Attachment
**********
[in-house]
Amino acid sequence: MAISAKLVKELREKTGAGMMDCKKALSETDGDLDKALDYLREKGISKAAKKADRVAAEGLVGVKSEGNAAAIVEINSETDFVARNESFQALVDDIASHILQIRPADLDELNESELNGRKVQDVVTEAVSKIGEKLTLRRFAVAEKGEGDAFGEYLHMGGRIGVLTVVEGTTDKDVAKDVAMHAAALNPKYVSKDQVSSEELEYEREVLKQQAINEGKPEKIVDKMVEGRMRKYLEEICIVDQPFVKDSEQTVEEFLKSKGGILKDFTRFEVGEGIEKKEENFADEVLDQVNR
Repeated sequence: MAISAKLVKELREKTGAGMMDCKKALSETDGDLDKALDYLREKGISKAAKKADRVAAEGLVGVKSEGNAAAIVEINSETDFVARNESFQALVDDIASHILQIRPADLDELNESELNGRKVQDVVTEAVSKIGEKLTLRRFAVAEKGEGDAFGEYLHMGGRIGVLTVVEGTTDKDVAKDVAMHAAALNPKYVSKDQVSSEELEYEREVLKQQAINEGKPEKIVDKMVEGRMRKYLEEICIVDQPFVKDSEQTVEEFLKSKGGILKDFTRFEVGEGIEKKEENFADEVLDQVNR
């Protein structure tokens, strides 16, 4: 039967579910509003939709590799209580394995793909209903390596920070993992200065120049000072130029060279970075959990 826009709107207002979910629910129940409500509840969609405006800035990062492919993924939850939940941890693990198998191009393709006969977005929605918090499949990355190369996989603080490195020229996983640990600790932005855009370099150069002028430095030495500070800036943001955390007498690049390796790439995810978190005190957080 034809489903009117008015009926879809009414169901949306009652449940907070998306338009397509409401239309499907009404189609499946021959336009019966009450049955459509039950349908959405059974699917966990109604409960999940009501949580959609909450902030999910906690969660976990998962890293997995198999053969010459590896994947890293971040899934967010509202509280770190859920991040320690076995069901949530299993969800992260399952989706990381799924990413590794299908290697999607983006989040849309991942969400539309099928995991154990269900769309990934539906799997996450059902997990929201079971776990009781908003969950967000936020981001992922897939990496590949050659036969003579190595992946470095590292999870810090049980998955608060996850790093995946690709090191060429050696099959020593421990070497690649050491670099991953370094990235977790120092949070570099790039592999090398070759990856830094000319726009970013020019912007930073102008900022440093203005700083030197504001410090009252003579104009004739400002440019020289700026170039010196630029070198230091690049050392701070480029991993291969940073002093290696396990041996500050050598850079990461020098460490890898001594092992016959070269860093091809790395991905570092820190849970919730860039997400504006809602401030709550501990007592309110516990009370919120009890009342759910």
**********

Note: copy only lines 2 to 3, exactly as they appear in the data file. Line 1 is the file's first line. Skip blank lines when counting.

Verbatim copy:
Amino acid sequence: MAISAKLVKELREKTGAGMMDCKKALSETDGDLDKALDYLREKGISKAAKKADRVAAEGLVGVKSEGNAAAIVEINSETDFVARNESFQALVDDIASHILQIRPADLDELNESELNGRKVQDVVTEAVSKIGEKLTLRRFAVAEKGEGDAFGEYLHMGGRIGVLTVVEGTTDKDVAKDVAMHAAALNPKYVSKDQVSSEELEYEREVLKQQAINEGKPEKIVDKMVEGRMRKYLEEICIVDQPFVKDSEQTVEEFLKSKGGILKDFTRFEVGEGIEKKEENFADEVLDQVNR
Repeated sequence: MAISAKLVKELREKTGAGMMDCKKALSETDGDLDKALDYLREKGISKAAKKADRVAAEGLVGVKSEGNAAAIVEINSETDFVARNESFQALVDDIASHILQIRPADLDELNESELNGRKVQDVVTEAVSKIGEKLTLRRFAVAEKGEGDAFGEYLHMGGRIGVLTVVEGTTDKDVAKDVAMHAAALNPKYVSKDQVSSEELEYEREVLKQQAINEGKPEKIVDKMVEGRMRKYLEEICIVDQPFVKDSEQTVEEFLKSKGGILKDFTRFEVGEGIEKKEENFADEVLDQVNR